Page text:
Calling Sequence


convert(n, roman, opts)


Parameters


n



positive integer

opts



(optional) equation(s) of the form option=value where option is one of large, period, or symbol; specify options for the conversion





Description


•

The convert(n, roman) function converts the positive integer n to the Roman numeral represented as a string.

•

The following table gives the Roman letters representing various integers.

Letter

Value

I

1

V

5

X

10

L

50

C

100

D

500

M

1000



•

Give a value $N$ where $N$ is a power of 10. To write the value for either $2N$, $3N$, or $4N$, repeat the Roman numeral for $N$ either $2$, $3$, or $4$ times. For example, $2$, $30$, $400$ can be represented by II, XXX and CCCC, respectively.

•

Give a value $N$ where $N$ is a power of 10. To write the value for either $6N$, $7N$, $8N$, or $9N$, write the Roman numeral for $5N$ followed by the Roman numeral for $N$ either $1$, $2$, $3$, or $4$ times. For example, $6$, $70$, $900$ are represented by VI, LXX, and DCCCC, respectively.

•

There is a modification to writing Roman numerals for numbers that are a power of $10$ multiplied by $4$ or $9$. The Roman numeral for $4N$ or $9N$ is written as $N$ followed by the Roman numeral for $5N$ or $10N$, respectively. For example, $4$, $9$, $40$, and $900$ can be represented by IV, IX, XL, and CM, respectively. This modification was introduced near the end of the Republic.

•

All other numbers are created by taking these multiples and placing them together with the largest value on the left and smallest value on the right. For example, $1527$ is the sum of $1000$, $500$, $20$, and $7$, which are represented by M, D, XX, and VII, forming MDXXVII.


Originally, the Roman numerals for $500$ and $1000$ were represented as I9 and CI9 where the $9$ is used in place of a backwards C, or apostrophus. Further multiples of 10 were denoted by adding an extra apostrophus for multiples of $500$ and surrounding CI9 by another C and 9 pair. The following table gives these values up to one million:

Value

Historic Roman Number

500

I9

1000

CI9

5000

I99

10 000

CCI99

50 000

I999

100 000

CCCI999




Values greater than $100000$ have not been observed historically.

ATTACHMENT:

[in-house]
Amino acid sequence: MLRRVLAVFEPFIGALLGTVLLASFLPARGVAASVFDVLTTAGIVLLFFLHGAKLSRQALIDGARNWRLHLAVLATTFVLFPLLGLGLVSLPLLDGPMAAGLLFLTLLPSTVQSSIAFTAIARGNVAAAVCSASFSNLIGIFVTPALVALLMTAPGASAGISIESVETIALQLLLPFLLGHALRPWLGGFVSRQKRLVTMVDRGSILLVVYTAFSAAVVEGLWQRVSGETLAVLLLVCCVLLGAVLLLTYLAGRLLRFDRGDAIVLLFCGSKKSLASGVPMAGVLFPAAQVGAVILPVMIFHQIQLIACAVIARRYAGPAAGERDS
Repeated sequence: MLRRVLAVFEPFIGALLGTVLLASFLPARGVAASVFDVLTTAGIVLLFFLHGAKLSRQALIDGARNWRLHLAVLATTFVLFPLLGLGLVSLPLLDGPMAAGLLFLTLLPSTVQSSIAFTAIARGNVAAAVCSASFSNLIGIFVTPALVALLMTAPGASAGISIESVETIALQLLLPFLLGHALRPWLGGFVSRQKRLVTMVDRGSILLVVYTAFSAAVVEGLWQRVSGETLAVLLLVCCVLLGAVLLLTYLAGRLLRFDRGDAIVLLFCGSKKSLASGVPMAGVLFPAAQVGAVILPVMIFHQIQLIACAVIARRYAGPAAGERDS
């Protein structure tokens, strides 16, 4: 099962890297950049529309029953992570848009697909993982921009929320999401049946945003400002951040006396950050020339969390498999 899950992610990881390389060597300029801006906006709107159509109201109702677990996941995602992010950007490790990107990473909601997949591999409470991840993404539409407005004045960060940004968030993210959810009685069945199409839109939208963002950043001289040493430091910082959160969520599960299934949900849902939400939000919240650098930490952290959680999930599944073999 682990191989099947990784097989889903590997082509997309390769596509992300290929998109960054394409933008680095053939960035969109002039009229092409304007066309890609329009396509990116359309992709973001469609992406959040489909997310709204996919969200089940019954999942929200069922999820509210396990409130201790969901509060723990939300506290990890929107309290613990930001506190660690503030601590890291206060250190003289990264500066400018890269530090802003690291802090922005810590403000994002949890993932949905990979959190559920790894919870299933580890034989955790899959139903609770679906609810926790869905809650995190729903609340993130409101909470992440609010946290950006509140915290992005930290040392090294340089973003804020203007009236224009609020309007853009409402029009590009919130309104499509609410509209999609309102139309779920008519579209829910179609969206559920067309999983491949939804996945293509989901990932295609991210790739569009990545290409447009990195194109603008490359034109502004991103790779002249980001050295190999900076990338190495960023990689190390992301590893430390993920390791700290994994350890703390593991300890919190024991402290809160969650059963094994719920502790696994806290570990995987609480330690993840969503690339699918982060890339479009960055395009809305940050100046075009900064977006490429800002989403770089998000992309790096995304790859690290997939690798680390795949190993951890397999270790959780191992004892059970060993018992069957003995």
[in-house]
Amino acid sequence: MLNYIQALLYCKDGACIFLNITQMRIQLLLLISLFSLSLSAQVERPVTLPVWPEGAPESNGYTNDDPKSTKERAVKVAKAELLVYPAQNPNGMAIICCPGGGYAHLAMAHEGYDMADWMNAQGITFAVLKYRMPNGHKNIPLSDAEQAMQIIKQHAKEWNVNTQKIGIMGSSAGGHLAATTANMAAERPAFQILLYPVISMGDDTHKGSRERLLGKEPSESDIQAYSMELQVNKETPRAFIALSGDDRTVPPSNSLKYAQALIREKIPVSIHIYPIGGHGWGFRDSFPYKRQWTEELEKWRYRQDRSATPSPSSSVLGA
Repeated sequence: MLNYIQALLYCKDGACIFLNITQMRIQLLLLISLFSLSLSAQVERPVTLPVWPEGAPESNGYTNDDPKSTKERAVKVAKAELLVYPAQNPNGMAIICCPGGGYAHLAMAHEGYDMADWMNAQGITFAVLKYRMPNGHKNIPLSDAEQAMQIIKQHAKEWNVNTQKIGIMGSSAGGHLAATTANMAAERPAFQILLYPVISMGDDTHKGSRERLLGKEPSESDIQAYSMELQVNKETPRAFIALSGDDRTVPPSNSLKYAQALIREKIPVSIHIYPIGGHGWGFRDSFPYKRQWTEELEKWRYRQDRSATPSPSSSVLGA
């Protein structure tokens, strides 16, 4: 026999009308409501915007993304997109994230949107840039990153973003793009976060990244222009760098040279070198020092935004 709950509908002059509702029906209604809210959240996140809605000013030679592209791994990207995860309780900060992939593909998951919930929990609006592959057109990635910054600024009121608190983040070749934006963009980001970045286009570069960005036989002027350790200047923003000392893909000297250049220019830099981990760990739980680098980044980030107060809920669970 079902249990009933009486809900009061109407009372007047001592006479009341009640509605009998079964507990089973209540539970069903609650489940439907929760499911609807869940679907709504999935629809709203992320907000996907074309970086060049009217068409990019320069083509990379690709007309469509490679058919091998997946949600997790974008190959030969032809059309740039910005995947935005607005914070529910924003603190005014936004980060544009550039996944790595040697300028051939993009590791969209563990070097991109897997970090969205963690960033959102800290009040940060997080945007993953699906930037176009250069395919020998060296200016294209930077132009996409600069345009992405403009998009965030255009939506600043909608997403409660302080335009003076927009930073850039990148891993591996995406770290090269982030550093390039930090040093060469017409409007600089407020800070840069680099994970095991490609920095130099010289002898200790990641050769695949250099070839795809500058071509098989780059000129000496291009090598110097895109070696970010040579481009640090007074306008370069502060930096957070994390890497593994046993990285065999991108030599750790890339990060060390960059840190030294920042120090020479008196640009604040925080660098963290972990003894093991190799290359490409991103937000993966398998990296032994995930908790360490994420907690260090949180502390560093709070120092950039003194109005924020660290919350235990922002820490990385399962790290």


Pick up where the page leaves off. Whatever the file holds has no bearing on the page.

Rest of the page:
Over time, the I9 was simplified to D and the CI9 was replaced by an M. With this new format, the logarithmic method of denoting larger numbers was lost. To denote values like $12000$, it was necessary to use MMMMMMMMMMMM.


To solve this problem, drawing a horizontal line (or vinculum, titulus) over V, X, L, and C indicates a multiple of $1000$ of these numbers. Thus, 97607 would be written as:


There is no historical evidence that a further multiple of $1000$ could be indicated by a second line.


The values $500000$ and $1000000$ were represented by Q (from quingenta milia) and a box around the letter X (for decies centena milia, or 10 hundred thousand), respectively. There is no historical evidence that a C surrounded by a box is intended to represent $10000000$.


Other unsupported formats are:

1.

Using a C instead of an apostrophus, for example, IC and CIC for $500$ and $1000$, respectively.

2.

Using an infinity or a capital Phi symbol for $1000$.

3.

Writing multiples of $1000$ by prefixing an M by the multiple, for example, $7000$ would be VII M.

4.

Using subtractive notation while using apostrophi, but this would require spacing to avoid confusion, for example, C I9 is $400$ but CI9 is $1000$.

5.

Using double subtraction, for example, IIX and CCM instead of VIII and DCCC to represent $8$ and $800$, respectively.

•

You can modify the properties of the conversion by including options opts. The opts argument can contain one or more of the following equations.


period = early, middle, or late


In early times, all values were displayed using the additive format. In the transition, it was still common to use the additive format for values $4$ and $9$ but the subtractive format for larger values. In the late period, almost all numbers were written using the subtractive format exclusively. Clock faces (using IIII for $4$ is one exception.)


large = apostrophus or repeated


By default, large numbers are created by repeating an M sufficiently many times. If this option is set to apostrophus, the older version using CI9 to represent $1000$ is used. For ease of reading, values greater than $100$ are separated by spaces.


The default output is a string. If the option symbol is set to true, then the result is a symbol.



Examples


>

$\mathrm{convert}\left(2849\,\mathrm{roman}\right)$

>

$\mathrm{convert}\left(2849\,\mathrm{roman}\,\mathrm{period}\=\mathrm{early}\,\mathrm{symbol}\right)$

${\mathrm{MMDCCCXXXXVIIII}}$
 (2) 
>

$\mathrm{convert}\left(35034\,\mathrm{roman}\,\mathrm{large}\=\mathrm{apostrophus}\right)$

${''CCI99\; CCI99\; CCI99\; I99\; XXXIV''}$
 (3) 
>

$\mathrm{plots}\[\mathrm{listplot}\]\left(\left[\mathrm{seq}\left(\mathrm{length}\left(\mathrm{convert}\left(i\,\mathrm{roman}\,\mathrm{large}\=\mathrm{apostrophus}\right)\right)\,i\=1..2400\right)\right]\right)$